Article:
15. Right click on the C: partition (here Boot volume in the figure), and select “Extend volume …” (Figure 7).
16. This should bring up the Extend Volume wizard (Figure 8):
17. Within the wizard, I selected the disk and the maximum space available (Figure 9):
18. Choose Next to complete (Figure 10):
19. And we’re done! (Figure 11):
11-03-2016 09:38 AM
Thanks Fanfold Paper for the recipe on this. I have acquired the adapter board but have have tried unsuccessfully to obtain the Crucial mSATA SSD 512GB (CT512M550SSD3). Newegg cancelled both of my orders, from two separate vendors in their marketplace.
So my question is: Does anybody know an actual reliable source for this Crucial SSD - or is there aother form-factor compatible option that you have verified fits in this restricted place?
Thanks for any help!
11-07-2016 02:18 AM
You can use any mSATA SSD - any reason you want this Crucial? M550 is EOL, see the MX200 they are both SEDs and work just fine with hardware BitLocker for example.
Otherwise you can get the newer M.2/SATA adapters for X1.
11-07-2016 01:04 PM - edited 11-07-2016 01:04 PM
Only because earlier posts indicated it fit and this space is really contrained on height to prevent the kybd from bulging.
I have no preference other than height. It is going to sit on the aforementioned adapter board. Thank you.
03-27-2017 10:57 AM
The above infos are very valuable and helped me upgrade my SSD (first gen x1 Carbon 128GB).
I wanted to share a few insights and clarifications that I gathered:
1. The easiest way I believe is to simply buy an €9 external mSata to USB cable and to clone the 'old' harddrive completely to the new SSD using macrium reflect. This avoids pains I had trying to create a bootable USB device and the need for an external harddrive that has sufficient capacity for an image. Mine looked like this:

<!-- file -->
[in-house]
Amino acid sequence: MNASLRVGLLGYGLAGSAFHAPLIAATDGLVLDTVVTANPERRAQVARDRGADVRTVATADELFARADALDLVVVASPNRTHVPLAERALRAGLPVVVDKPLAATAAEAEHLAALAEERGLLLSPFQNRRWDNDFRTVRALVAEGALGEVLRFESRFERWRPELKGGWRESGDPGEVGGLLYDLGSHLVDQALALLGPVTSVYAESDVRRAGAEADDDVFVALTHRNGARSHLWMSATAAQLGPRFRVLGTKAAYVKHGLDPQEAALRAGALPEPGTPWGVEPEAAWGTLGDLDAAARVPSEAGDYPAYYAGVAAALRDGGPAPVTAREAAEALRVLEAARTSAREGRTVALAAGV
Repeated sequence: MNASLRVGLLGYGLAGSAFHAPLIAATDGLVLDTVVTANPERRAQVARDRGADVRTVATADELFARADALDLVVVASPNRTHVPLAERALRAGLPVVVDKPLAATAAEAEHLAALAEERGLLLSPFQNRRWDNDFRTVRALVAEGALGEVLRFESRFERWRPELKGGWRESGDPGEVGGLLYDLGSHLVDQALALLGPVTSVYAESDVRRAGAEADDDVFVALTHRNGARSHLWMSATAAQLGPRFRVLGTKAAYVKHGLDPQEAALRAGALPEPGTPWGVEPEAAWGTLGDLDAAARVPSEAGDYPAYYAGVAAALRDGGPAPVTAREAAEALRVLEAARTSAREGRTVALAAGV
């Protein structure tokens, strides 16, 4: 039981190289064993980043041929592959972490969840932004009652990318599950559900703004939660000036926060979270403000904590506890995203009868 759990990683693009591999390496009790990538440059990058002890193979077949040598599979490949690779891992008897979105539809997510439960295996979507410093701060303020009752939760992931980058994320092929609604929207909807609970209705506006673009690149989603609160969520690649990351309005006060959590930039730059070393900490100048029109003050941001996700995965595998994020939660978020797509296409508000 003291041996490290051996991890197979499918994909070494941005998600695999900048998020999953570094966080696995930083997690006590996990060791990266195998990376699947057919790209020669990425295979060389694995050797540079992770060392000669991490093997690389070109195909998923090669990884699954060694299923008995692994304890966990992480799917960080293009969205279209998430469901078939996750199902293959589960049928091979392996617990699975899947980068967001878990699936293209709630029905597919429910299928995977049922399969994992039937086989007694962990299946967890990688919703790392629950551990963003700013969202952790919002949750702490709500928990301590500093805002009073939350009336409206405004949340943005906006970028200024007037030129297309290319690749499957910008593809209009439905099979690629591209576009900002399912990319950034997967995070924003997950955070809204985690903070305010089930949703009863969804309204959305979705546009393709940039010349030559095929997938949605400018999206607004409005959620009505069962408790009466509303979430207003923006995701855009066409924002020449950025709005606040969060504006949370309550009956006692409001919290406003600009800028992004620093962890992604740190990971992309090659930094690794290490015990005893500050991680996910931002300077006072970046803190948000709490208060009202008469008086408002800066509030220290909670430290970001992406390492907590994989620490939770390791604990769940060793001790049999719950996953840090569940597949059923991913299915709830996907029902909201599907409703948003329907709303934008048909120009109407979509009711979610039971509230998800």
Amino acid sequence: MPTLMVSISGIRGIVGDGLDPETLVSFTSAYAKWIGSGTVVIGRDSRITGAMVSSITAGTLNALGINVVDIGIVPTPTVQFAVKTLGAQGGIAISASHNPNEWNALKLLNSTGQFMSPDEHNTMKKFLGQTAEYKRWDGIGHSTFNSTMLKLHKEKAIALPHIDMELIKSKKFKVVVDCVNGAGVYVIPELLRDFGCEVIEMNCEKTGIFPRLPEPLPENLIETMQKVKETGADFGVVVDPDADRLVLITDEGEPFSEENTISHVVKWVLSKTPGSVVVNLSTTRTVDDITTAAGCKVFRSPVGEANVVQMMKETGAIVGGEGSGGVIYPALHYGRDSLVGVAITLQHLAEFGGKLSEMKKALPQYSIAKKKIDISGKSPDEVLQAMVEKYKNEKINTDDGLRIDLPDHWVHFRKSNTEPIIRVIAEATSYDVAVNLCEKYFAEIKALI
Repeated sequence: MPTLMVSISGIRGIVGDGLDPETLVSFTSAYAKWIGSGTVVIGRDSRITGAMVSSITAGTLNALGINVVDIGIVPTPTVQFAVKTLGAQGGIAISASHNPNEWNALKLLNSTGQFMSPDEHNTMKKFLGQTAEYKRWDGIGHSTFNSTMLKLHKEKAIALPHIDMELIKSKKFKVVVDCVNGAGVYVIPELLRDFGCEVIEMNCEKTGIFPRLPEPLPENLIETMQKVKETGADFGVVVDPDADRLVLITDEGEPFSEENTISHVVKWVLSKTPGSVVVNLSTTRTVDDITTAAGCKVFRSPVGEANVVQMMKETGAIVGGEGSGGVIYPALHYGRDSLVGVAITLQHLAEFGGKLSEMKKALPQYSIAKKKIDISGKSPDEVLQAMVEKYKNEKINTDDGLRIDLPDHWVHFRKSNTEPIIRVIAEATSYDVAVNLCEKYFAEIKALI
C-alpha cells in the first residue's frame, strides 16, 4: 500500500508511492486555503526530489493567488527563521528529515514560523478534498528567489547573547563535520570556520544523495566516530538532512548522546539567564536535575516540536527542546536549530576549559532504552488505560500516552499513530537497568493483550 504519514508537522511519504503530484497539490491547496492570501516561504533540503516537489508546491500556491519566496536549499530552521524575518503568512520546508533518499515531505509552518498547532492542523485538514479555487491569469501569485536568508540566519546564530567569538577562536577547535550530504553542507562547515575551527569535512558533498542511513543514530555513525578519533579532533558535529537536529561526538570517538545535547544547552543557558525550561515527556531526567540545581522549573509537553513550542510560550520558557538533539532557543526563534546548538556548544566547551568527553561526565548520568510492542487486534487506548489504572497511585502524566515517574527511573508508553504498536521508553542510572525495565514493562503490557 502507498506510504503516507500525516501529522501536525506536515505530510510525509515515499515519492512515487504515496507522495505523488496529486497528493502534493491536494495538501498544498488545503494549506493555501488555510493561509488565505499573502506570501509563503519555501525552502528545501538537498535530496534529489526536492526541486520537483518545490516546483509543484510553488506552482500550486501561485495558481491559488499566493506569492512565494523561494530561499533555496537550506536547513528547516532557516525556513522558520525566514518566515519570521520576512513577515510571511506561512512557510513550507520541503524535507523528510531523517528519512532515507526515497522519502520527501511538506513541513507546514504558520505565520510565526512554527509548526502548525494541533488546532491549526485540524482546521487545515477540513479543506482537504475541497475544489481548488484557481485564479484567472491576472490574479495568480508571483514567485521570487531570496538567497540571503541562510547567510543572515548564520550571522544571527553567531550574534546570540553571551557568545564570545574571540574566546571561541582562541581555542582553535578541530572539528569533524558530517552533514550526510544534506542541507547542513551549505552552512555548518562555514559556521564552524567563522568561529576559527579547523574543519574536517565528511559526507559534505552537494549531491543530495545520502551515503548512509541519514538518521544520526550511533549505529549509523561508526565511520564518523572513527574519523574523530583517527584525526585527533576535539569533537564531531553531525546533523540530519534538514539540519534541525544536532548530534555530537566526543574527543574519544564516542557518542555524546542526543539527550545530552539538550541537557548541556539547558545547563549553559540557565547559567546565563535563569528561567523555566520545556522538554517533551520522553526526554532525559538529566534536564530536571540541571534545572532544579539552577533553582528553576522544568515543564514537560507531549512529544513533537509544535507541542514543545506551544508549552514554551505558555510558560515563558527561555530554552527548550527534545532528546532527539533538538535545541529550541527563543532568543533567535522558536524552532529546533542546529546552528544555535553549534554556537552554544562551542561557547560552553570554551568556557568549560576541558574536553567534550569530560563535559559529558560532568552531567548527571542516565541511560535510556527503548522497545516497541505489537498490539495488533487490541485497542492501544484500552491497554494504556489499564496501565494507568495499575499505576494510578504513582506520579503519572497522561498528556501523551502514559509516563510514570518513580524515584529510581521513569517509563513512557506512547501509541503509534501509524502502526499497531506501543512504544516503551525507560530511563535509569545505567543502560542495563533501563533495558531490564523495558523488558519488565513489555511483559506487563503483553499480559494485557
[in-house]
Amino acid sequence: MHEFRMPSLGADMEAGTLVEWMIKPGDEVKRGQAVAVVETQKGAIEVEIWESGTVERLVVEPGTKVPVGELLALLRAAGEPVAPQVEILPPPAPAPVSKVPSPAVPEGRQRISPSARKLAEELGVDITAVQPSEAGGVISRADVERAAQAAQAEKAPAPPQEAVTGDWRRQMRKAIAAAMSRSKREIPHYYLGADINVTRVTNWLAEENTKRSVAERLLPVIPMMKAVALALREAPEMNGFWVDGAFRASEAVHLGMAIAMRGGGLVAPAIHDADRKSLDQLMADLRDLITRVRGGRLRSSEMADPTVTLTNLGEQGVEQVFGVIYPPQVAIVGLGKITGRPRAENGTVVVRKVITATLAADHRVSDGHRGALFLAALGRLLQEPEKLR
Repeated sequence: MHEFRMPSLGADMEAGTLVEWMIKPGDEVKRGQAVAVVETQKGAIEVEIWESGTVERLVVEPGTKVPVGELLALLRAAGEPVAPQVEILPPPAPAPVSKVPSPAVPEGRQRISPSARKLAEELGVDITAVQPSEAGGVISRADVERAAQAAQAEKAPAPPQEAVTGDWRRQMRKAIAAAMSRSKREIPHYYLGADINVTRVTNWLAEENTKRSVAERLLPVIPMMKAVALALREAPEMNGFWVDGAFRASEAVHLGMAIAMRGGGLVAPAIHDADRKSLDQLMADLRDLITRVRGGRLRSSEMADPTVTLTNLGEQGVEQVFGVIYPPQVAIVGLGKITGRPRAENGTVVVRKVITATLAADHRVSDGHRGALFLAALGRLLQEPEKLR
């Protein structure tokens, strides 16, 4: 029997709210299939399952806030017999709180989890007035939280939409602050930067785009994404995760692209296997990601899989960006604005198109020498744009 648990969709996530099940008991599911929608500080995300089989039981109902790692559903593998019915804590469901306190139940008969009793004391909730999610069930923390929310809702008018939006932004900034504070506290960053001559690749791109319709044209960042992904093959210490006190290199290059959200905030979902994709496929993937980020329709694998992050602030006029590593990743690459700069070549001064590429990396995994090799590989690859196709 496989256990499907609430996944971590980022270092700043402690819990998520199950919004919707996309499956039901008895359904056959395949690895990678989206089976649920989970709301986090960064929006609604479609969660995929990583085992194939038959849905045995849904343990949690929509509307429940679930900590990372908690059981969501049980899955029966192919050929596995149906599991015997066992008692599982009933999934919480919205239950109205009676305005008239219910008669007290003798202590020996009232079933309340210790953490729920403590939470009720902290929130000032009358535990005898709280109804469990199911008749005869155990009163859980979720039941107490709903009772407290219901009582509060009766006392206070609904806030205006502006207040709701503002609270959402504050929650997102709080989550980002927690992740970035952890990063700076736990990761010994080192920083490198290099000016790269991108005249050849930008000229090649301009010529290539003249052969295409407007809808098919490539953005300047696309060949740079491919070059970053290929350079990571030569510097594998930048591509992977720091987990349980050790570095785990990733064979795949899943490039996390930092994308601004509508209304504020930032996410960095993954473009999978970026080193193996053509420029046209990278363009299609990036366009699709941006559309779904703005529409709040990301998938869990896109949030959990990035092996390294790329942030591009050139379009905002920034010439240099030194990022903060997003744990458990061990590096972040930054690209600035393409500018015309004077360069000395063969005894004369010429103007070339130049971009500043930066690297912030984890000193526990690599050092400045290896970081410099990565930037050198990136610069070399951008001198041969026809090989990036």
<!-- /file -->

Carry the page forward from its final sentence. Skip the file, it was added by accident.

- Purchased an mSATA SSD to USB 3.0 Externe SSD Konverter Festplatte Alu Gehäuse Cover Schwarz. It simply allows to connect the new mSata SSD to the computer via USB, the clone (and not image!) can then directly be written to the new SSD
- Created a clone using marcium reflect writing it to the new SSD
- Opened the computer as per aboves instructions and replaced the new with the old SSD. It booted without a problem
- Note: I did have to 'activate' the free 'new' space on the new SSD using Aomei free edition (a partition management tool)
- I purchased an adapter mSata- SD5SG2 such as this one:
Any of these adapters will do, important is only they do "mSata to SD5SG2". Comparing the pictures will be enough.
ATTENTION: The adapter will cause the keypad to bulge a bit, creating a visible bulge on the right side of the keyboard. Funtion is not impared, but it does not look so nice... It might be possible to sand off 0,5mm to aliviate the issue, i might try that at some point.
Any mSata disk (I bought a Samsung 850 EVO ssd) will do.